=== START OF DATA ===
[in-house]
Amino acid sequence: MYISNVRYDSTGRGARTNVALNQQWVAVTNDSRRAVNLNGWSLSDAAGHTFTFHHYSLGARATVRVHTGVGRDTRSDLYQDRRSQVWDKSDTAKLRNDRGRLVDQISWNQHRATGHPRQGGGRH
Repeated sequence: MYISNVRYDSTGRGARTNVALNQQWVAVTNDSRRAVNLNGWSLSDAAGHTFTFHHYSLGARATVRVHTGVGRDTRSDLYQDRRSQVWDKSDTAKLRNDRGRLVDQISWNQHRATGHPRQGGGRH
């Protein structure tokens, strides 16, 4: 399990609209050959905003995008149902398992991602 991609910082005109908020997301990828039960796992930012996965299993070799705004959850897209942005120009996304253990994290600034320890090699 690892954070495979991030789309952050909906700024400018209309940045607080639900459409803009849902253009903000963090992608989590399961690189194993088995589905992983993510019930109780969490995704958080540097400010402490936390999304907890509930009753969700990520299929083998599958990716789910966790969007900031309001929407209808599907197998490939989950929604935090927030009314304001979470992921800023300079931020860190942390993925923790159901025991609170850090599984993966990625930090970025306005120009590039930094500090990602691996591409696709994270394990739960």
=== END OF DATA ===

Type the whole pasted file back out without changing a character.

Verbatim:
[in-house]
Amino acid sequence: MYISNVRYDSTGRGARTNVALNQQWVAVTNDSRRAVNLNGWSLSDAAGHTFTFHHYSLGARATVRVHTGVGRDTRSDLYQDRRSQVWDKSDTAKLRNDRGRLVDQISWNQHRATGHPRQGGGRH
Repeated sequence: MYISNVRYDSTGRGARTNVALNQQWVAVTNDSRRAVNLNGWSLSDAAGHTFTFHHYSLGARATVRVHTGVGRDTRSDLYQDRRSQVWDKSDTAKLRNDRGRLVDQISWNQHRATGHPRQGGGRH
């Protein structure tokens, strides 16, 4: 399990609209050959905003995008149902398992991602 991609910082005109908020997301990828039960796992930012996965299993070799705004959850897209942005120009996304253990994290600034320890090699 690892954070495979991030789309952050909906700024400018209309940045607080639900459409803009849902253009903000963090992608989590399961690189194993088995589905992983993510019930109780969490995704958080540097400010402490936390999304907890509930009753969700990520299929083998599958990716789910966790969007900031309001929407209808599907197998490939989950929604935090927030009314304001979470992921800023300079931020860190942390993925923790159901025991609170850090599984993966990625930090970025306005120009590039930094500090990602691996591409696709994270394990739960």